What is Chain Link Fence?
Chain link fence is one of the most popular types fence. A combination of steel posts and top rail, called “framework” and “fabric”, the individual strands of wire, are woven together into a diamond pattern.
Other components called “fittings” attach the fabric to the framework and allows each line of chain link fencing to start and stop.
Cyclone fence or Hurricane fence are common names also referring to chain link fence.
A popular choice of homeowners looking to fence in their yard because of its versatility and affordability. Businesses looking to provide security also choose to go with chain link fence.
Endless configurations of height, color and grade, make it clear to see why chain link fence is the most widely used fence in the industry.
Chain Link Fence Uses
Chain link fence is used for many applications. Securing pets and children and swimming pool fences are most the common residential uses. Furthermore, added security to keep others out or to meet building codes when installing a swimming pool are other uses.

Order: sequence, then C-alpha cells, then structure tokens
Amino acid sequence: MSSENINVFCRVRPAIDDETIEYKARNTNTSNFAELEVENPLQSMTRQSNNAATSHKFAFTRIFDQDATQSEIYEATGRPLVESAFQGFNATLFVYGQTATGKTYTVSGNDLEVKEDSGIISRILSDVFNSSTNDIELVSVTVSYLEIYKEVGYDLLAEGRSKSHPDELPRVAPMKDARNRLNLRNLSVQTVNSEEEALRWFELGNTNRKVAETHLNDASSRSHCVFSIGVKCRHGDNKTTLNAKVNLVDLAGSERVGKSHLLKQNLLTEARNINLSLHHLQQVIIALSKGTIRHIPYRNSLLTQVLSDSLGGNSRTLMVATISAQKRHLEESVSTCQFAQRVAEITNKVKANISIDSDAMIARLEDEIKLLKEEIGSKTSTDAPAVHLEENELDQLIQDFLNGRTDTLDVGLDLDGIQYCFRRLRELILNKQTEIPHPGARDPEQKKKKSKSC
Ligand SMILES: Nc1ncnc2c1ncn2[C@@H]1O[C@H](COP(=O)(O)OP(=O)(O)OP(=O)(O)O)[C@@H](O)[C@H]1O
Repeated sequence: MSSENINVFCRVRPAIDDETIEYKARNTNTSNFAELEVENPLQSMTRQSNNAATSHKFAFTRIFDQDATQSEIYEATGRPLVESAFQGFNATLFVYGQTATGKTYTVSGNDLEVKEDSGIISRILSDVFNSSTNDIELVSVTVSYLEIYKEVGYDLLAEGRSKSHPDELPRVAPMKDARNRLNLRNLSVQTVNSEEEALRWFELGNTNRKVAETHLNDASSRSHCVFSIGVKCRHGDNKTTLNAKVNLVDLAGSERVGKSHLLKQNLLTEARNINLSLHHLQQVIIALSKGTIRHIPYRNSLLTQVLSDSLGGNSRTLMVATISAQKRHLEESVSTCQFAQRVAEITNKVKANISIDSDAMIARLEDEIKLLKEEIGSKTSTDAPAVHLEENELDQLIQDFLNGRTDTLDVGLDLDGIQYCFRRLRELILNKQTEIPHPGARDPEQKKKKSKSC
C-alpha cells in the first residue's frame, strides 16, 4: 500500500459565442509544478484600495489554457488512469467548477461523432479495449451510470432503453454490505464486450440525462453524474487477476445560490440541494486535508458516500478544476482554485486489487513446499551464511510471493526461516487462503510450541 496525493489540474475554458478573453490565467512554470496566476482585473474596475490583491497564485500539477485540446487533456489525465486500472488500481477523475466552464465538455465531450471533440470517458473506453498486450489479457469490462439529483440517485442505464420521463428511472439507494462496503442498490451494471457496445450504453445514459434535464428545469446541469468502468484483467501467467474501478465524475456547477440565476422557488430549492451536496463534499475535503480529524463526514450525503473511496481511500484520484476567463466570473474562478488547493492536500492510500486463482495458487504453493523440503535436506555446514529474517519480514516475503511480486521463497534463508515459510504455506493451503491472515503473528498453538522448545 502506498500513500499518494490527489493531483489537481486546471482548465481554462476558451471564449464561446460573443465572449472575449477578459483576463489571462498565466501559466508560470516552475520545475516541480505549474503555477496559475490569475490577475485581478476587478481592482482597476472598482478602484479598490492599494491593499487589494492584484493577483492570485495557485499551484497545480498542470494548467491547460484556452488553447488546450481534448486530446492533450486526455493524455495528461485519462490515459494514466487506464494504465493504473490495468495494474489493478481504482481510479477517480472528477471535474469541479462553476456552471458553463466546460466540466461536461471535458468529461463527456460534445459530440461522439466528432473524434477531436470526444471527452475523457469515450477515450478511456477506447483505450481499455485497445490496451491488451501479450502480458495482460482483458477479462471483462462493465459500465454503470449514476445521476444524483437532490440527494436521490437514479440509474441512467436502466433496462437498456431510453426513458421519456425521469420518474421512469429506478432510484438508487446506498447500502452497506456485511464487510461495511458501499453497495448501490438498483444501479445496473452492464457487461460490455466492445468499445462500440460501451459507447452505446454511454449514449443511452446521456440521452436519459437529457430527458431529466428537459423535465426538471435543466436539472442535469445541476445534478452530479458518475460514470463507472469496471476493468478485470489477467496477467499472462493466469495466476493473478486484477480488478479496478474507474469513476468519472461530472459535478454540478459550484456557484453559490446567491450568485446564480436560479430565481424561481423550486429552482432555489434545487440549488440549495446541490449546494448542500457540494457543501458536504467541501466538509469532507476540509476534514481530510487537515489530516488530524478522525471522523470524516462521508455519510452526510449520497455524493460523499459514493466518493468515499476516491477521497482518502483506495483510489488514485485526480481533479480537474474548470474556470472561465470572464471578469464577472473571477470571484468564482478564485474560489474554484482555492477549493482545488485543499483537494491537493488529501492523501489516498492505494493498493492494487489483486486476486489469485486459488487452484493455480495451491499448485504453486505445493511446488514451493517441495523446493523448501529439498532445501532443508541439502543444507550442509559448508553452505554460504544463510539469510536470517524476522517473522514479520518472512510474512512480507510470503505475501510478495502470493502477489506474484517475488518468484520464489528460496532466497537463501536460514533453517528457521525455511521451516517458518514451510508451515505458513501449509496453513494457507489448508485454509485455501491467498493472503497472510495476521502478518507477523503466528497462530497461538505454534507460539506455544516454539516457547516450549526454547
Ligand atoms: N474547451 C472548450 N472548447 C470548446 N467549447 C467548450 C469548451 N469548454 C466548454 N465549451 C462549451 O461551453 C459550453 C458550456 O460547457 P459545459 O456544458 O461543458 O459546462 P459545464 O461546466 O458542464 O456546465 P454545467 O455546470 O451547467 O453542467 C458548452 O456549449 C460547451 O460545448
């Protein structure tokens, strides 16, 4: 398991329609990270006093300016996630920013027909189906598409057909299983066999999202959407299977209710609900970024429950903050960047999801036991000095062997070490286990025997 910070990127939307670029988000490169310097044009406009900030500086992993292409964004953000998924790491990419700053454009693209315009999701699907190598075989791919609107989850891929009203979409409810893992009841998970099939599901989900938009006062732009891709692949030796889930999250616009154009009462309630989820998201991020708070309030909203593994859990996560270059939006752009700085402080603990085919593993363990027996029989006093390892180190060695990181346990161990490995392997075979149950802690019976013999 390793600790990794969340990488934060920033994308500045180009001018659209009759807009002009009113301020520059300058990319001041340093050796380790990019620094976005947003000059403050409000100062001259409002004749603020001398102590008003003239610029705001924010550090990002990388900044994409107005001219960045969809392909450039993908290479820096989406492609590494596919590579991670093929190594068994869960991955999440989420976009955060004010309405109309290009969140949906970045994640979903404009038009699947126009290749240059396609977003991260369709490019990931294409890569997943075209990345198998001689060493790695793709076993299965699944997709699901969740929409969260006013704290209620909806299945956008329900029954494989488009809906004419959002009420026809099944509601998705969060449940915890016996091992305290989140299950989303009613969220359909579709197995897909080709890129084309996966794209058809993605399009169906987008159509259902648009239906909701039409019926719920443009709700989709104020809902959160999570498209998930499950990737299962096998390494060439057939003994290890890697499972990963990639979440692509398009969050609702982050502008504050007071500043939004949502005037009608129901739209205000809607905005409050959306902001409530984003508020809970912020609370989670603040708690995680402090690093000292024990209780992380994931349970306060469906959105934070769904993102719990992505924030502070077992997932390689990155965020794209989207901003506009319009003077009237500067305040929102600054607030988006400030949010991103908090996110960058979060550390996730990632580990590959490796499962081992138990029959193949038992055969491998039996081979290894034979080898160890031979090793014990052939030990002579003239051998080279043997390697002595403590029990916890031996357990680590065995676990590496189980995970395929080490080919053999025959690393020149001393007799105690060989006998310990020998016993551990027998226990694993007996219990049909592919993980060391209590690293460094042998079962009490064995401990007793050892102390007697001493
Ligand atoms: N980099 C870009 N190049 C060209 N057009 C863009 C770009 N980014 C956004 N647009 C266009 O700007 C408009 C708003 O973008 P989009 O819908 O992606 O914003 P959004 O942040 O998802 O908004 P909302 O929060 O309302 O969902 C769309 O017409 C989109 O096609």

Commercial and construction applications for chain link fence are endless too. Small projects consist of things like dumpster enclosures or well head enclosures. Larger projects like schools and sports complexes are common places you’d find chain link fences.
Even the largest of facilities like airports and large factories use chain link fence for perimeter security. Just look around. You’ll see chain link fencing being used for one thing or another.
What Heights Does Chain Link Fencing Come In?
Chain link fences comes in many different heights. Manufacturers offer heights starting at 3′ tall and can build custom heights up to 20′ tall.
Standard sizes increase in one foot increments until the 8′ tall height. After that, the heights of fabric start jumping by 2′ increments.